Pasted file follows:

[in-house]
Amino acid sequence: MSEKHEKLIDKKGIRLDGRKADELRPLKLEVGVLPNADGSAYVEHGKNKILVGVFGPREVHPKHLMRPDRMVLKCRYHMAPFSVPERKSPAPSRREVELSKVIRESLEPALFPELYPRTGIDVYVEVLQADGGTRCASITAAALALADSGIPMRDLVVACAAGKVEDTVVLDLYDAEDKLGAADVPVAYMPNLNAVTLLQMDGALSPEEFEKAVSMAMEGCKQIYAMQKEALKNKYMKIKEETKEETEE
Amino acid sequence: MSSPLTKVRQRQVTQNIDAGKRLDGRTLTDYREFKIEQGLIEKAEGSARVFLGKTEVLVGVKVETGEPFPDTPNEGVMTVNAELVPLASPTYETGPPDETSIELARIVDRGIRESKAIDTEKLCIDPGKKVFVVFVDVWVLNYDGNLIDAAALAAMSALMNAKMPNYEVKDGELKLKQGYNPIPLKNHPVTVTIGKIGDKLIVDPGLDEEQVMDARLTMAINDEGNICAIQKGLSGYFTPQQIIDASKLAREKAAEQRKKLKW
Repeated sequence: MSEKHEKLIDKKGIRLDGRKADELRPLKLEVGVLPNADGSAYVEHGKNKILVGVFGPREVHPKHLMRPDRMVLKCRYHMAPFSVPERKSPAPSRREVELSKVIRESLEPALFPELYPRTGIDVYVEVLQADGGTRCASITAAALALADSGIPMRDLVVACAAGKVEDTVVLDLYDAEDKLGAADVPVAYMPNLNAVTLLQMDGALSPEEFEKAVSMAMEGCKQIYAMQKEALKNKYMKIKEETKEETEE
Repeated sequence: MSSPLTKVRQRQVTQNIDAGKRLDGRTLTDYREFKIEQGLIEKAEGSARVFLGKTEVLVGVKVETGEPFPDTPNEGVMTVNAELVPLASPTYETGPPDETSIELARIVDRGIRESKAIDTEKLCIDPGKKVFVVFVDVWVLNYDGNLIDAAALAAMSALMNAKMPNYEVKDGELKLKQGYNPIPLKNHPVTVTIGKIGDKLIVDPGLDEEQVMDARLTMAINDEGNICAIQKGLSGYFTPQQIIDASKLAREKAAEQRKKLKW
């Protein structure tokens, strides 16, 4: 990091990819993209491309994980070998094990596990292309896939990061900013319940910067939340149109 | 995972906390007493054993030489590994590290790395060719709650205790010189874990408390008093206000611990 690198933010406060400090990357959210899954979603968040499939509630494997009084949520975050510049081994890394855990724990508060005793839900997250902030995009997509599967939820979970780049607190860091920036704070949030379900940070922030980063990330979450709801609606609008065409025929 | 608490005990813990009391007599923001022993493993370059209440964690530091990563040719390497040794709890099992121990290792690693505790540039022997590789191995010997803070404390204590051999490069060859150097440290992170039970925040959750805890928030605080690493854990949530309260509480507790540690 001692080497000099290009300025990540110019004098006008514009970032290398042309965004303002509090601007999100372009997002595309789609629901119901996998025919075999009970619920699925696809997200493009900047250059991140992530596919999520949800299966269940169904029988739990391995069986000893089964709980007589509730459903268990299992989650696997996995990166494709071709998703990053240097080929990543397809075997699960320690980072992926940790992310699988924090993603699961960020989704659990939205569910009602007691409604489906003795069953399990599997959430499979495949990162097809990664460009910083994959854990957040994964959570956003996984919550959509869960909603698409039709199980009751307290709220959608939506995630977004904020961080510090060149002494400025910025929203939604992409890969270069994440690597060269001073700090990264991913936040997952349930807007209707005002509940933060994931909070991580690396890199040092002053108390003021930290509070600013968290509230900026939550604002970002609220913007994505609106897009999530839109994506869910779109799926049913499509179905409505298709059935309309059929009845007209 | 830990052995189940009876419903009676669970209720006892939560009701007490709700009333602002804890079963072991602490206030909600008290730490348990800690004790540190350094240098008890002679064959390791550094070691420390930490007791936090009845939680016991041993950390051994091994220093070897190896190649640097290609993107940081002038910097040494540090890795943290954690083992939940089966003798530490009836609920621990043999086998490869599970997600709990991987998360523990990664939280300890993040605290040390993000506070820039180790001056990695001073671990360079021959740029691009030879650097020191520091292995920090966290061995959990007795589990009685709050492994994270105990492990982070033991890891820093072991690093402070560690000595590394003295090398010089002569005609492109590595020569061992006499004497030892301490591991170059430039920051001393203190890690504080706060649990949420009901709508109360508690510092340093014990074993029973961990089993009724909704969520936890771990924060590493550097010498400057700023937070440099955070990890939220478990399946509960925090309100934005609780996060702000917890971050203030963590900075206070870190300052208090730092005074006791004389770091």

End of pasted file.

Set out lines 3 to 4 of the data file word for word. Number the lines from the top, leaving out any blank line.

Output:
Amino acid sequence: MSSPLTKVRQRQVTQNIDAGKRLDGRTLTDYREFKIEQGLIEKAEGSARVFLGKTEVLVGVKVETGEPFPDTPNEGVMTVNAELVPLASPTYETGPPDETSIELARIVDRGIRESKAIDTEKLCIDPGKKVFVVFVDVWVLNYDGNLIDAAALAAMSALMNAKMPNYEVKDGELKLKQGYNPIPLKNHPVTVTIGKIGDKLIVDPGLDEEQVMDARLTMAINDEGNICAIQKGLSGYFTPQQIIDASKLAREKAAEQRKKLKW
Repeated sequence: MSEKHEKLIDKKGIRLDGRKADELRPLKLEVGVLPNADGSAYVEHGKNKILVGVFGPREVHPKHLMRPDRMVLKCRYHMAPFSVPERKSPAPSRREVELSKVIRESLEPALFPELYPRTGIDVYVEVLQADGGTRCASITAAALALADSGIPMRDLVVACAAGKVEDTVVLDLYDAEDKLGAADVPVAYMPNLNAVTLLQMDGALSPEEFEKAVSMAMEGCKQIYAMQKEALKNKYMKIKEETKEETEE